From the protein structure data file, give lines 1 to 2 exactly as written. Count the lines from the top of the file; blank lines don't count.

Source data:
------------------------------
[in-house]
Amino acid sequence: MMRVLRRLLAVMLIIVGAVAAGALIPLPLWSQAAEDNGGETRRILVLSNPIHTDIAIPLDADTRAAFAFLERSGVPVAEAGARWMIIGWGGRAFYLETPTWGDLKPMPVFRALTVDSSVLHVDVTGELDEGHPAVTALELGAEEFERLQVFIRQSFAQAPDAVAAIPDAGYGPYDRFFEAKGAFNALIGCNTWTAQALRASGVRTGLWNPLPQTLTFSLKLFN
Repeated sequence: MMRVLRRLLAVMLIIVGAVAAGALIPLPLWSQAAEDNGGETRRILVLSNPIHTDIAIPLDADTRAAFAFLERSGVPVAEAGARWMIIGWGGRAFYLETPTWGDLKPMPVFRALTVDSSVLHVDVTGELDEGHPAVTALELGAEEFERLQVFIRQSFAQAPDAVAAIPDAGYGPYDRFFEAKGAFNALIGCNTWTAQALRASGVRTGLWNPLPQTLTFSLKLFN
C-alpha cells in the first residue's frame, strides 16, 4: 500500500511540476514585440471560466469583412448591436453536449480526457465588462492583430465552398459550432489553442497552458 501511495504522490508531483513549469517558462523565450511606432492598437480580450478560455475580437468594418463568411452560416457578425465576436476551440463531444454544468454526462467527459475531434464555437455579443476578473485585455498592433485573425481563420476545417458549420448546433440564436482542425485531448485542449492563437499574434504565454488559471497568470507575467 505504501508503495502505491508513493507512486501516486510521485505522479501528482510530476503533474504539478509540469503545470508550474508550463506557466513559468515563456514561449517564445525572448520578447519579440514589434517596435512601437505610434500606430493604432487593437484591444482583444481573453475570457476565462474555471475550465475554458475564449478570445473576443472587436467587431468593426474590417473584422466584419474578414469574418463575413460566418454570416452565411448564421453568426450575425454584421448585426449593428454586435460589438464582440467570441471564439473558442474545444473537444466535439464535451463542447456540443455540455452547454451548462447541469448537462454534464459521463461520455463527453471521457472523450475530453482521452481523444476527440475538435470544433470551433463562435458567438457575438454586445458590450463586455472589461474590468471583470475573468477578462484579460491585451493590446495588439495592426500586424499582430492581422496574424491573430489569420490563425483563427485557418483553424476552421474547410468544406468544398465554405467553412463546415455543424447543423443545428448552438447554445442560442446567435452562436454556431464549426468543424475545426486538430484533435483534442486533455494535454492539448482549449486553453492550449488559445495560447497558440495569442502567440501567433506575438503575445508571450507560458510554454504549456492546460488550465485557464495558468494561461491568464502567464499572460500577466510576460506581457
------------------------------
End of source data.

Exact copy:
[in-house]
Amino acid sequence: MMRVLRRLLAVMLIIVGAVAAGALIPLPLWSQAAEDNGGETRRILVLSNPIHTDIAIPLDADTRAAFAFLERSGVPVAEAGARWMIIGWGGRAFYLETPTWGDLKPMPVFRALTVDSSVLHVDVTGELDEGHPAVTALELGAEEFERLQVFIRQSFAQAPDAVAAIPDAGYGPYDRFFEAKGAFNALIGCNTWTAQALRASGVRTGLWNPLPQTLTFSLKLFN